Viet Taam: A return to a kosher Vietnamese culinary delight - review

The popular Vietnamese restaurant in Netanya, Viet Taam, has recently expanded. Proprietor Rabbi Jean-Pierre Fettman said he will be involved in Israeli-Vietnamese diplomacy.

 Viet Taam (photo credit: ALEX DEUTSCH)
Viet Taam
(photo credit: ALEX DEUTSCH)

Viet Taam, a popular eatery in Netanya, has now expanded its premises to include a garden, making this small restaurant much bigger and able to cater to a larger clientele.

Sadly, on the day we visited, the proprietor and brains behind the project, Rabbi Jean-Pierre Fettman, found himself to be very short staffed and the food took a long time to arrive. Perhaps the reasoning is that if one waits long enough and becomes hungry enough, everything tastes great.

Presiding over the kitchen is Fettman’s Vietnamese wife, Naomi, whom he met when working in Hong Kong.

What's on the menu at Viet Taam in Israel?

The menu is the same and is not a complex document. There are two choices for starters, a soup and about five main courses. This is not such a bad thing, as one does not need to spend hours perusing a menu and wondering what on earth to choose.

We each had a different starter, one choosing spring rolls and the other pastry cigars. And my companion also decided he liked the sound of meat soup with noodles.

 Viet Taam (credit: ALEX DEUTSCH) Viet Taam (credit: ALEX DEUTSCH)

This was the first dish to arrive and appeared to be a consommé full of flat noodles, beef slices and a variety of vegetables (NIS 54). It had some interesting spices which we could not identify and my companion gave it a thumbs-up.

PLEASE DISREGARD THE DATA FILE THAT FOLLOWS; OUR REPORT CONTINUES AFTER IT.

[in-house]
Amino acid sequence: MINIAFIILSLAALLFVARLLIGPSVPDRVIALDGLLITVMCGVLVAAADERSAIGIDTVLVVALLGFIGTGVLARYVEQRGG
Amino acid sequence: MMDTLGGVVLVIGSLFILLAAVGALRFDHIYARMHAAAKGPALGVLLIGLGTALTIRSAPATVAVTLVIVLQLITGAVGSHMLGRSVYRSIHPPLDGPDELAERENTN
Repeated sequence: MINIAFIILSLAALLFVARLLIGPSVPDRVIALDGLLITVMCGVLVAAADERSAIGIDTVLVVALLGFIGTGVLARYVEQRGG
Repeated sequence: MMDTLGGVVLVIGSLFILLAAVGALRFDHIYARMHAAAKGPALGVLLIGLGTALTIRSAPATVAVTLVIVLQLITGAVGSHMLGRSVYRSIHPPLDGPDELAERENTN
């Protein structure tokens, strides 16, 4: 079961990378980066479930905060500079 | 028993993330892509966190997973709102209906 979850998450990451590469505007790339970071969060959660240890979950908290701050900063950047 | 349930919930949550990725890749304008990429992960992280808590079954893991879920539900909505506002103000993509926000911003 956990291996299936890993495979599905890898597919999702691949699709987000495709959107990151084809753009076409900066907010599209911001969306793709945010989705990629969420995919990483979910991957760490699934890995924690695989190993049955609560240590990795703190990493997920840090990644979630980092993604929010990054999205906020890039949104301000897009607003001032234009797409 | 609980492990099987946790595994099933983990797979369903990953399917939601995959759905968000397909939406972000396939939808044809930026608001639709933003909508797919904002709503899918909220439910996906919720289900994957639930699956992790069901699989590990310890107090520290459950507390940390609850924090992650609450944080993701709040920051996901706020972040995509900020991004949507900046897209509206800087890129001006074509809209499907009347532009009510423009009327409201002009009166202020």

Although there was still no actual food at this point, I sipped on my glass of Mount Hermon Cabernet Sauvignon and enjoyed being in a garden with vibrant green “grass” underfoot, potted plants and some real flowers blooming near our table (NIS 25).

When the egg rolls finally arrived, they were very good. The outer skin holding the chicken and vegetable filling was a translucent glutinous wrapping made from rice paper and the filling was a mix of vegetables, vermicelli noodles and spiced chicken (NIS 29). A sweet and sour dipping sauce came with the rolls.

The cigars were filled with chopped meat, were hot and crispy, and made for a very good starter (NIS 24).

The main courses consisted of stir-fried noodles for my companion (NIS 59) and stir-fried rice for me (NIS 57). They both tasted authentic and each had a variety of meat, chicken and vegetables to enhance the flavor.

There are several new desserts available, including a lemon tart and chocolate cake, but we felt we had eaten more than enough.

On a topical note, Fettman told us that a free-trade agreement between Vietnam and Israel is due to be signed now and there will be cultural exchanges between the two countries. As someone who does kosher catering for the Vietnamese Embassy, Fettman and his restaurant will be closely involved in this diplomatic development from which both countries will benefit.

It is also worth recalling that when Menachem Begin was prime minister, he allowed Vietnamese boat people refugees to come to Israel in the late ‘70s, creating a small community, mostly in Tel-Aviv. Some of their descendants still live there in a small Vietnamese community.

Viet Taam1 Tel Chai St.,NetanyaOpen: Sunday to Thursday, 11:30 a.m.–9 p.m.Kashrut: Netanya Rabbinate.Glatt Kosher meat supervised by Rabbi Shlomo Machfud.

The writer was a guest of the restaurant.